Sherlock Holmes: A Game of Shadows
Fantasy escapism that, for a change, requires no apologies!
STARRING: Robert Downey Jr., Jude Law, Jared Harris, Noomi Rapace, Stephen Fry
2011, 129 minutes, Directed by: Guy Ritchie.
The 2009 Sherlock Holmes was something of a surprise. The Sir Arthur Conan Doyle stories were an important part of the mix, but there was also a touch of Indiana Jones as well as the science fiction subgenre of “steampunk”. For those not familiar with it, “steampunk” focuses on stories set in the 19th century with advanced technology, some of which might actually have been feasible then.
These films make a stab at being true to the characters, even if they go in their own direction in terms of plot. Thus Sherlock Holmes is played by Robert Downey, Jr. as an eccentric who happens to be both brilliant and a pugilist of some skill. He’s also the possessor of a keen and observant eye and a brilliant, analytical mind, which makes him a far more complex character than, say, Basil Rathbone in the classic Holmes movies of the ‘30s and ‘40s.
Likewise Jude Law is a Dr. Watson one suspects Conan Doyle would have approved of even though he’s not at all like the beloved ditherer Nigel Bruce portrayed in the earlier films. Watson is a war hero as well as a sharp physician and writer, and Law plays him as an accomplished and competent partner to Holmes.
While the pairing of Downey and Law is surprising, together they form a 19th century odd couple, driving each other crazy while proving indispensable to each other. It’s telling that when Watson tells his new wife (Kelly Reilly) that Holmes would have been pleased at their finally getting off on their honeymoon she notes that it’s more likely that he would have liked to have gone along.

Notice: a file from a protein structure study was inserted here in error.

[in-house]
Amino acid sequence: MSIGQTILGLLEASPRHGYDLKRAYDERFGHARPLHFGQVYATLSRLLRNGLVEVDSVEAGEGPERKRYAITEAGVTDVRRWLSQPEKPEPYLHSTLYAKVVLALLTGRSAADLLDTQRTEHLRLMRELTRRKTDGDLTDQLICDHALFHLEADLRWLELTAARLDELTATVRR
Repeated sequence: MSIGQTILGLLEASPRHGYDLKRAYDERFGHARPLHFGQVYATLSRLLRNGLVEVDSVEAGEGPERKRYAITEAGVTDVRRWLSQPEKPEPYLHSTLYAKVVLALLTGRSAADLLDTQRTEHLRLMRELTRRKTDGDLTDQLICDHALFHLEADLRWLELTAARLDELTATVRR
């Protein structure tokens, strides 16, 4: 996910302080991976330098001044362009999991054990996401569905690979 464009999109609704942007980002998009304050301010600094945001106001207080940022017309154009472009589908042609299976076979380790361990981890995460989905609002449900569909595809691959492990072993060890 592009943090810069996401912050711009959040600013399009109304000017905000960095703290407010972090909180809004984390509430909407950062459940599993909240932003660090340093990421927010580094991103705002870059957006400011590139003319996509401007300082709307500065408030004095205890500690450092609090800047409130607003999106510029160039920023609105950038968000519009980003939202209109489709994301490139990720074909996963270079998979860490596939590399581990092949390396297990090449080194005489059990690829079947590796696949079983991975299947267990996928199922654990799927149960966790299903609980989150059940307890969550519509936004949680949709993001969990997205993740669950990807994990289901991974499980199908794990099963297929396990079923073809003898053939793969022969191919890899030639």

If the characters owe much to Conan Doyle, the plot is less in his debt.
Sherlock Holmes: A Games of Shadows has Holmes face the Napoleon of crime, the nefarious Professor James Moriarty (Jared Harris). Moriarty is Holmes’s counterpart, equally brilliant with the ability to see several moves ahead.
The film gets that Holmes and Moriarty need each other because each is the only one the other deems brilliant enough to be a worthy foe. Late in the film the two play chess and eventually ignore the playing board all together as they both play out the game in their heads.
The story involves a plot to foment a Franco-German war, but the details are murky.
Director Guy Ritchie spends more time on the automatic weapons the villains use. Whether they are true to the period or not, Ritchie gets what the appeal is in this context, giving us close-ups of gears meshing and machinery moving, slowing down the action so that we can fully appreciate the mechanics of the weapons and their impact.
There’s a subplot involving a gypsy fortune teller played by Noomi Rapace of the Swedish Girl with the Dragon Tattoo films, and her presence here is a shrewd career move. It shows she can speak English and play a very different sort of character, even if she’s not carrying the weight of the film. Like Rachel McAdam in the earlier film (and who appears briefly here), Rapace provides some nice contrast to what remains a boy’s adventure.
Notice should also be given to Stephen Fry as Holmes’ brother Mycroft who is supposedly more brilliant and more eccentric than Holmes. Fry is hilarious and delightful in the part and should please the Holmes purists. His scene comforting Mrs. Watson is one of the comic highlights of the movie.
In a season of some wonderful family movies and some problematic Oscar bait, Sherlock Holmes: A Game of Shadows offers a touch of the fantastic and a good deal of fun. It’s fantasy escapism that, for a change, requires no apologies.